Stylish and Enjoyable
'Bluebeard' at Grange Park Opera,
experienced by ROBERT HUGILL
When I first told people that I was coming to see Bluebeard at Grange Park Opera there was initially confusion as people assumed I meant the opera by Bartók. And then when I said Offenbach, there was general surprise that Offenbach had written an opera about Bluebeard. It is, in fact, a rather strange subject for an operetta. Offenbach's version was premièred in 1866, with a libretto by Meilhac and Halevy (of Carmen fame). The satire is less focussed than in some of his operettas; the librettists seem to have thrown an enormous number of elements into the mix.
The audiences at the first performances would, however, have undoubtedly picked up on the coded references to the court of Napoleon III. Bluebeard, with the womanising Bluebeard, the arbitrary and autocratic King, the fawning courtiers and the sexually voracious Queen, would have struck a variety of chords even if the end result is a rather odd mixture more reminiscent of Gilbert at his most topsy-turvy. In fact, Bluebeard is rather more reminiscent of Gilbert and Sullivan than many of Offenbach's other operas.
At Grange Park the opera débuted on Thursday 5 June 2008 in a production by Stephen Langridge, designed by George Souglides, which has already been seen at the Bregenz Festival. Kit Hesketh-Harvey had provided a new English translation and Langridge re-worked his production for the Grange Park Opera stage. The cast was led by Langridge's father, Philip, in the title role with a strong ensemble of singers and the English Chamber Orchestra conducted by Richard Balcombe.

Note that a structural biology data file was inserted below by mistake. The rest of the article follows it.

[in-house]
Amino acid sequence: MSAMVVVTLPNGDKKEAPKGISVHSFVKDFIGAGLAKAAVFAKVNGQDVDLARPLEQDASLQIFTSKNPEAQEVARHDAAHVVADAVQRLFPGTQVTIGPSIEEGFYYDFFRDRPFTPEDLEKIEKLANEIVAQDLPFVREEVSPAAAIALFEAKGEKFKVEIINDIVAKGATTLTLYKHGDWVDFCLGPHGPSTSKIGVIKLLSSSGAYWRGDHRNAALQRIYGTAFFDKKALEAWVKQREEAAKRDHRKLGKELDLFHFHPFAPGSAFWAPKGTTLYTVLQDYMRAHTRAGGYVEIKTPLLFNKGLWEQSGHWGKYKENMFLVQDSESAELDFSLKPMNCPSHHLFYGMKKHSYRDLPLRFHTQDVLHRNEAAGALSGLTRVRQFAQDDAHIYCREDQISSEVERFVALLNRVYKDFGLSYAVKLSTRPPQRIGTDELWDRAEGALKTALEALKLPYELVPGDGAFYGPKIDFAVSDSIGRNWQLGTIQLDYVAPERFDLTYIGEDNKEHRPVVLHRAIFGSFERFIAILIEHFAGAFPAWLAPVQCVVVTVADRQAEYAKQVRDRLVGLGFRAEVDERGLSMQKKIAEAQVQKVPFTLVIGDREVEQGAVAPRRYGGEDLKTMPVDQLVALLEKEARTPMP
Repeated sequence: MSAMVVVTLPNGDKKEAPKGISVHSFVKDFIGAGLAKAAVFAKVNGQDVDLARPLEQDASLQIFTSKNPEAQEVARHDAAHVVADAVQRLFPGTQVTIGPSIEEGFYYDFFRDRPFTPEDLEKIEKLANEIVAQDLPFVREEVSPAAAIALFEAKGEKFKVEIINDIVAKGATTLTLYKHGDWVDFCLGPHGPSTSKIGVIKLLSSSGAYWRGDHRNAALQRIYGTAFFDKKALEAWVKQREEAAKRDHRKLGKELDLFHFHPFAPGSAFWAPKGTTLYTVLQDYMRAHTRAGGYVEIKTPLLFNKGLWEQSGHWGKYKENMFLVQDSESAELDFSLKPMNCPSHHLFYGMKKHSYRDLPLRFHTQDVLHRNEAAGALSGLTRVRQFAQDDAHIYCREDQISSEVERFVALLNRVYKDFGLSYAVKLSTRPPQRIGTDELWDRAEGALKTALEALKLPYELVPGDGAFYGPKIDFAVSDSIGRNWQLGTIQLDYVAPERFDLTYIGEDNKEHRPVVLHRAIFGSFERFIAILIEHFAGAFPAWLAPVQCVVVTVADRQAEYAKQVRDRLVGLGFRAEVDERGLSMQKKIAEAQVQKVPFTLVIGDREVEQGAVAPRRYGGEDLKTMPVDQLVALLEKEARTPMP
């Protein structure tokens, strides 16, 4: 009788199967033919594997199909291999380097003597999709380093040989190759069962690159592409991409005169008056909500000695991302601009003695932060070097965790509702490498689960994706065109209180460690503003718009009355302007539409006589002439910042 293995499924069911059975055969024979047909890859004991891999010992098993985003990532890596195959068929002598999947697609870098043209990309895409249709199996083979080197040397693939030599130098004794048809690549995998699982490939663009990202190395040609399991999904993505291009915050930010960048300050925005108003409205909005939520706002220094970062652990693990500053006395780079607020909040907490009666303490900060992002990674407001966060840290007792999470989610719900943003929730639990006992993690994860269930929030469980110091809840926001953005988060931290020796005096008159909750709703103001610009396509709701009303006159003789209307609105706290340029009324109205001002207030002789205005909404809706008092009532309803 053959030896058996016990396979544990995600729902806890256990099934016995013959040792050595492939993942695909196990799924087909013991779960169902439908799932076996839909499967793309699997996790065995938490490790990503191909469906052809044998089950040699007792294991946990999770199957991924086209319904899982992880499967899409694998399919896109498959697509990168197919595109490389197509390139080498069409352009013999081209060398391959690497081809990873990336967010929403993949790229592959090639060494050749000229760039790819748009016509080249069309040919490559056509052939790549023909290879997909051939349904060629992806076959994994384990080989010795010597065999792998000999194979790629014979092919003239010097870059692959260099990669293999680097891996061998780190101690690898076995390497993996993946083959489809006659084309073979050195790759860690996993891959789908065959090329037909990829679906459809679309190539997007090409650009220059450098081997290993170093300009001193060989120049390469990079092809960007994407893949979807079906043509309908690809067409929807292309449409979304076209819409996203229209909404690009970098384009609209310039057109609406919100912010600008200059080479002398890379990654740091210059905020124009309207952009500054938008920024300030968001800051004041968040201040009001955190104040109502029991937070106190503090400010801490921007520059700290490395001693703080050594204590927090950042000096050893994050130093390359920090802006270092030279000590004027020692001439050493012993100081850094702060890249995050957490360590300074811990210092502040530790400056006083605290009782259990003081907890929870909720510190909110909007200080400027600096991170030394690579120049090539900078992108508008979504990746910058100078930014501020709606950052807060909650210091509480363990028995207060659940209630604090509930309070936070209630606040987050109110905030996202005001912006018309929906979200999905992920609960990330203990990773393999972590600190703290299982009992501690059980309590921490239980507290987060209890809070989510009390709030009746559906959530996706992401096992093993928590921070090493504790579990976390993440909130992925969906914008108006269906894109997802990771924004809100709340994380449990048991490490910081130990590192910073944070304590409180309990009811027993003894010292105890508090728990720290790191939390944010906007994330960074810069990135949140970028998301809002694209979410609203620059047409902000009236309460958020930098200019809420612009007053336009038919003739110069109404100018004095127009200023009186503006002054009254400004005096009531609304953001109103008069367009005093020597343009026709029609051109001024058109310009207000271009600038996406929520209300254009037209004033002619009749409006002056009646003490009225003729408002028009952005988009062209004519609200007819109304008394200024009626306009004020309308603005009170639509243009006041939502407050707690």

For some reason, Offenbach and his librettists choose to start off the opera in the countryside, throwing in Princesses lost at birth, Princes in disguise and the choosing of a May Queen by lottery; this lottery results in Fleurette, Yvette Bonner, being discovered as the lost daughter of King Bobeche (Robert Burt) and Boulotte (Elena Ferrari), a tart with a heart, becoming the 'virginal' May Queen. Boulotte's prize is to become the next wife of Bluebeard (Philip Langridge). This satire of country life and country ways is virtually jettisoned after Act 1, as Acts 2 and 3 take place at the Court of King Bobeche and at Bluebeard's castle. Except, of course, Boulotte is brought to court as Bluebeard's wife, and her reactions to everything form one of the strands of the comedy.
Copyright © 9 June 2008
Robert Hugill, London UK